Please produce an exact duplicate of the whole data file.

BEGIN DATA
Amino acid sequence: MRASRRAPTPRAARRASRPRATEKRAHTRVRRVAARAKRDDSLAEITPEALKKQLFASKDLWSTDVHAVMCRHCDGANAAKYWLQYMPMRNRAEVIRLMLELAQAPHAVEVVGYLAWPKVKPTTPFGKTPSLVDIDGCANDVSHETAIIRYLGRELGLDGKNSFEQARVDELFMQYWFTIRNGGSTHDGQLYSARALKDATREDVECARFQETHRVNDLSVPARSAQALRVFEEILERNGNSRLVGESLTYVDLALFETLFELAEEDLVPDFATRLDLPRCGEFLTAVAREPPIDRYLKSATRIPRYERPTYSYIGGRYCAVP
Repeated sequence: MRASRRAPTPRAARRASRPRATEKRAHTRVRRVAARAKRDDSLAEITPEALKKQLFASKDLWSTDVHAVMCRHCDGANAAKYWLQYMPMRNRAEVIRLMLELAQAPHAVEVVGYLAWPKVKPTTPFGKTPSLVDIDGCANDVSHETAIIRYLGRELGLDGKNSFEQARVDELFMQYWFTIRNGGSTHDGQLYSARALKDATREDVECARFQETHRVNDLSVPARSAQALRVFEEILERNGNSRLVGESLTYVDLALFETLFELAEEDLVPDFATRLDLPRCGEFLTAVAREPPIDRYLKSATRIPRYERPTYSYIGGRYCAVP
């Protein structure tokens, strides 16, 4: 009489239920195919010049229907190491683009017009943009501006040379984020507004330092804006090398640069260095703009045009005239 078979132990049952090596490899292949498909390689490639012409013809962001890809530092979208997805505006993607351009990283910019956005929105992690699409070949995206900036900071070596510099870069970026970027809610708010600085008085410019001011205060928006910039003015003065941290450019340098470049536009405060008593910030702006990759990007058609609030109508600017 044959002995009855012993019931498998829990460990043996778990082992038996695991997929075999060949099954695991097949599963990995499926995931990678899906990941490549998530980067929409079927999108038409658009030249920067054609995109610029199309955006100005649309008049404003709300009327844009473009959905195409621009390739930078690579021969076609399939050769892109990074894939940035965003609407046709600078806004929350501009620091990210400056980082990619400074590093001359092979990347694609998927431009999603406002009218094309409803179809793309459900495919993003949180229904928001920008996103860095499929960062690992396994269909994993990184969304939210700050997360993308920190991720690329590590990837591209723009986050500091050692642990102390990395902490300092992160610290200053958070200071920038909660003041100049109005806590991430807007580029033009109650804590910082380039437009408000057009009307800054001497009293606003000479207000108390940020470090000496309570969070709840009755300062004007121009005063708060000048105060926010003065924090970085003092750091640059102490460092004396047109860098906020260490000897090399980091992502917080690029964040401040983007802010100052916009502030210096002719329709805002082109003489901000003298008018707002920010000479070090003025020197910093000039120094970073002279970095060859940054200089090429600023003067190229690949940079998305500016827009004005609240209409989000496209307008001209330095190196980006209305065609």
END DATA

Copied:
Amino acid sequence: MRASRRAPTPRAARRASRPRATEKRAHTRVRRVAARAKRDDSLAEITPEALKKQLFASKDLWSTDVHAVMCRHCDGANAAKYWLQYMPMRNRAEVIRLMLELAQAPHAVEVVGYLAWPKVKPTTPFGKTPSLVDIDGCANDVSHETAIIRYLGRELGLDGKNSFEQARVDELFMQYWFTIRNGGSTHDGQLYSARALKDATREDVECARFQETHRVNDLSVPARSAQALRVFEEILERNGNSRLVGESLTYVDLALFETLFELAEEDLVPDFATRLDLPRCGEFLTAVAREPPIDRYLKSATRIPRYERPTYSYIGGRYCAVP
Repeated sequence: MRASRRAPTPRAARRASRPRATEKRAHTRVRRVAARAKRDDSLAEITPEALKKQLFASKDLWSTDVHAVMCRHCDGANAAKYWLQYMPMRNRAEVIRLMLELAQAPHAVEVVGYLAWPKVKPTTPFGKTPSLVDIDGCANDVSHETAIIRYLGRELGLDGKNSFEQARVDELFMQYWFTIRNGGSTHDGQLYSARALKDATREDVECARFQETHRVNDLSVPARSAQALRVFEEILERNGNSRLVGESLTYVDLALFETLFELAEEDLVPDFATRLDLPRCGEFLTAVAREPPIDRYLKSATRIPRYERPTYSYIGGRYCAVP
């Protein structure tokens, strides 16, 4: 009489239920195919010049229907190491683009017009943009501006040379984020507004330092804006090398640069260095703009045009005239 078979132990049952090596490899292949498909390689490639012409013809962001890809530092979208997805505006993607351009990283910019956005929105992690699409070949995206900036900071070596510099870069970026970027809610708010600085008085410019001011205060928006910039003015003065941290450019340098470049536009405060008593910030702006990759990007058609609030109508600017 044959002995009855012993019931498998829990460990043996778990082992038996695991997929075999060949099954695991097949599963990995499926995931990678899906990941490549998530980067929409079927999108038409658009030249920067054609995109610029199309955006100005649309008049404003709300009327844009473009959905195409621009390739930078690579021969076609399939050769892109990074894939940035965003609407046709600078806004929350501009620091990210400056980082990619400074590093001359092979990347694609998927431009999603406002009218094309409803179809793309459900495919993003949180229904928001920008996103860095499929960062690992396994269909994993990184969304939210700050997360993308920190991720690329590590990837591209723009986050500091050692642990102390990395902490300092992160610290200053958070200071920038909660003041100049109005806590991430807007580029033009109650804590910082380039437009408000057009009307800054001497009293606003000479207000108390940020470090000496309570969070709840009755300062004007121009005063708060000048105060926010003065924090970085003092750091640059102490460092004396047109860098906020260490000897090399980091992502917080690029964040401040983007802010100052916009502030210096002719329709805002082109003489901000003298008018707002920010000479070090003025020197910093000039120094970073002279970095060859940054200089090429600023003067190229690949940079998305500016827009004005609240209409989000496209307008001209330095190196980006209305065609």